North American Locomotives, By Brian Solomon
North American Locomotives: A Railroad By Railroad Photohistory is a book written by Brian Solomon and published by Voyageur Press in late 2012, which highlights the American railroad industry through photographs. The hardback cover is essentially a coffee-table title with large and detailed images (a Solomon trademark). However, in doing so it also provides a look at dozens of railroads from classic names like the Baltimore & Ohio and Santa Fe to today's systems such as Amtrak, CSX, BNSF Railway, and others. If you are looking for a piece to either display in your home, learn a little about many of the fallen flags, or just want a new railroad book that features fabulous photographs (which really are quite impressive) North American Locomotives is definitely one you will want in your collection.
|Burlington 2-8-2 #4960 and 4-8-4 #5632 double-head a fantrip outside of Altona, Illinois on the morning of May 17, 1964.|
One important point to note about North American Locomotives: while the book highlights 90 different current and fallen flag railroads it does not offer a historical overview of them such as with Mike Schafer's Classic American Railroads series. Instead, as Mr. Solomon's title suggests the pages look at the actual locomotives each company operated including steam, diesels, and even electrics. Most roads are only covered in a few pages especially smaller lines like the Lehigh & Hudson River, Virginian, Pittsburgh & West Virginia, and others. However, the author does spend more time on the larger systems such as the Pennsylvania, New York Central, and Milwaukee Road which operated all three types of motive power (in this case he tends to highlight the most well-known locomotives each company used).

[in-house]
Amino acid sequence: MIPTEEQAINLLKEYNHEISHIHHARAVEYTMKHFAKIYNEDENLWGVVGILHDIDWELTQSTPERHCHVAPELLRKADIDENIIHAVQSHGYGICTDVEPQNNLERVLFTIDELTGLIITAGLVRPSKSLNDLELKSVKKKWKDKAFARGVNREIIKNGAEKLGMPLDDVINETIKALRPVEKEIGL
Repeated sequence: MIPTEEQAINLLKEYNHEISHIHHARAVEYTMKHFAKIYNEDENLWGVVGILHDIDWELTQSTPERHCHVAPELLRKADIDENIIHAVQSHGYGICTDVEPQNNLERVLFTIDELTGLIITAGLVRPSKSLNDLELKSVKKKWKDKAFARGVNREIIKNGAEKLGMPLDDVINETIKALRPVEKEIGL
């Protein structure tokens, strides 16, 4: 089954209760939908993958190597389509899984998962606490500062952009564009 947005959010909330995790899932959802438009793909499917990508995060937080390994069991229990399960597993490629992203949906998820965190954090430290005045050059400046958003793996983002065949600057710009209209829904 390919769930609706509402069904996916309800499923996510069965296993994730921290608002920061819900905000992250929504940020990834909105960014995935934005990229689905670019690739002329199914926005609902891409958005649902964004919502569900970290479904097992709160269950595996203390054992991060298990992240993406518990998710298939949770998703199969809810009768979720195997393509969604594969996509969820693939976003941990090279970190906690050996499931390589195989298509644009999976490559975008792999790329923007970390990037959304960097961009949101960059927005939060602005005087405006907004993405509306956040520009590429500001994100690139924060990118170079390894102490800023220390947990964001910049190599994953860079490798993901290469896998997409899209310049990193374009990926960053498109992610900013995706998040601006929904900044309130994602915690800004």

The book begins with a lengthy, four page introduction which provides a historical overview of motive power. Naturally, it begins by looking at steam but very quickly Mr. Solomon talks about when railroads first experimented with other types, such as the electric during the late 19th century. Additionally, if you are unfamiliar with how steam locomotives are classified there is an inset article that covers the Whyte Notation, the common system for describing the motive power by wheel arrangement that was first developed by Frederick M. Whyte during the very early 20th century. The idea is quite simple: a locomotive's wheel base is broken down into three segments; the lead pilot, main drivers, and trailing axle. Depending on how many of each there were, sometimes none aside from the main drivers, would determine its arrangement. To learn more about the notation please visit the site's steam section.
|A duo of venerable GG1s including #4849 and #4835 hurry a mixed freight under the wires of the Northeast Corridor just a month into Conrail near Linden, New Jersey during early May of 1976.|